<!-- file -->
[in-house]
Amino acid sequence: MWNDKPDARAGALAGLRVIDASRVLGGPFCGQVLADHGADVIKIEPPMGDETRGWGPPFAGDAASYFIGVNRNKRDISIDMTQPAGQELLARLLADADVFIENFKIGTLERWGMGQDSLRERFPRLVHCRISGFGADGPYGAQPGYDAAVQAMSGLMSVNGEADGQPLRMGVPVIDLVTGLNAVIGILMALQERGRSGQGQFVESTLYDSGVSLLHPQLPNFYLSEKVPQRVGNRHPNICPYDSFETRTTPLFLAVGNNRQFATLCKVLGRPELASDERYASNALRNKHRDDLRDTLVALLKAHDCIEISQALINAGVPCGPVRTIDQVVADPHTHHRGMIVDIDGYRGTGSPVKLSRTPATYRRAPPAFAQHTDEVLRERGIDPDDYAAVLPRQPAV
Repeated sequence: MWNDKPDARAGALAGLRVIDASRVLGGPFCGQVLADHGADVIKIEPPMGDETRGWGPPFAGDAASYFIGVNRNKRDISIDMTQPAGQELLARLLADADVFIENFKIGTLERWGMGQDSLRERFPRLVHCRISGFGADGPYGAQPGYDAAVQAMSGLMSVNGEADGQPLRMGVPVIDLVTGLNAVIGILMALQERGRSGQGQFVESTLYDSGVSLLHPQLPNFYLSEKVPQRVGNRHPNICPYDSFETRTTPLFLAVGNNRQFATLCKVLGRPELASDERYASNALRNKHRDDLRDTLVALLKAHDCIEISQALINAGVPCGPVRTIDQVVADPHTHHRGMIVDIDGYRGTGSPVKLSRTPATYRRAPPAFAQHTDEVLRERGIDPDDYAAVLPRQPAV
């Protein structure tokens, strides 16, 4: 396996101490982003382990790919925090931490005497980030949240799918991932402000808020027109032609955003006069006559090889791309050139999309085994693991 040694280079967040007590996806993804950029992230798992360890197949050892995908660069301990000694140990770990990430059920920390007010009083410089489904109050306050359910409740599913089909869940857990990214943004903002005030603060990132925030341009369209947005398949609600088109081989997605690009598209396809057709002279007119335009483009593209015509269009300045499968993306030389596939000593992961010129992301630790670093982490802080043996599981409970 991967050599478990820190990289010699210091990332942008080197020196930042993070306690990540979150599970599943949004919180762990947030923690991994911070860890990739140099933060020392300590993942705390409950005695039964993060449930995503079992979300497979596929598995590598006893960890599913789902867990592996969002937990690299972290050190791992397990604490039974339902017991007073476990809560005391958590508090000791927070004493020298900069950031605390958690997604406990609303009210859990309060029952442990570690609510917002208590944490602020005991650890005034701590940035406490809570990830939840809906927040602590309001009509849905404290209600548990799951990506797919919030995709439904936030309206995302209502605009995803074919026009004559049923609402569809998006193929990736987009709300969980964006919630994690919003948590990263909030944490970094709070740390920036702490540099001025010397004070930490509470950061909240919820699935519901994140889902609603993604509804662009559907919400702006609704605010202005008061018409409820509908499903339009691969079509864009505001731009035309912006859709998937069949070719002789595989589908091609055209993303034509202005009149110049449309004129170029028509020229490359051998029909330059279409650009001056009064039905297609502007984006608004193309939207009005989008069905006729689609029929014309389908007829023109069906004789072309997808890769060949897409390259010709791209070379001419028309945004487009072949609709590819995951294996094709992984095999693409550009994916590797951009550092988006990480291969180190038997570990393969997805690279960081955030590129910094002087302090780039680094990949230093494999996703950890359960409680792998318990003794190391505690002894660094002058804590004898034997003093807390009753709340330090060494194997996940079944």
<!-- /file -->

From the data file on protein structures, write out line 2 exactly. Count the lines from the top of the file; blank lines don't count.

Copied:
Amino acid sequence: MWNDKPDARAGALAGLRVIDASRVLGGPFCGQVLADHGADVIKIEPPMGDETRGWGPPFAGDAASYFIGVNRNKRDISIDMTQPAGQELLARLLADADVFIENFKIGTLERWGMGQDSLRERFPRLVHCRISGFGADGPYGAQPGYDAAVQAMSGLMSVNGEADGQPLRMGVPVIDLVTGLNAVIGILMALQERGRSGQGQFVESTLYDSGVSLLHPQLPNFYLSEKVPQRVGNRHPNICPYDSFETRTTPLFLAVGNNRQFATLCKVLGRPELASDERYASNALRNKHRDDLRDTLVALLKAHDCIEISQALINAGVPCGPVRTIDQVVADPHTHHRGMIVDIDGYRGTGSPVKLSRTPATYRRAPPAFAQHTDEVLRERGIDPDDYAAVLPRQPAV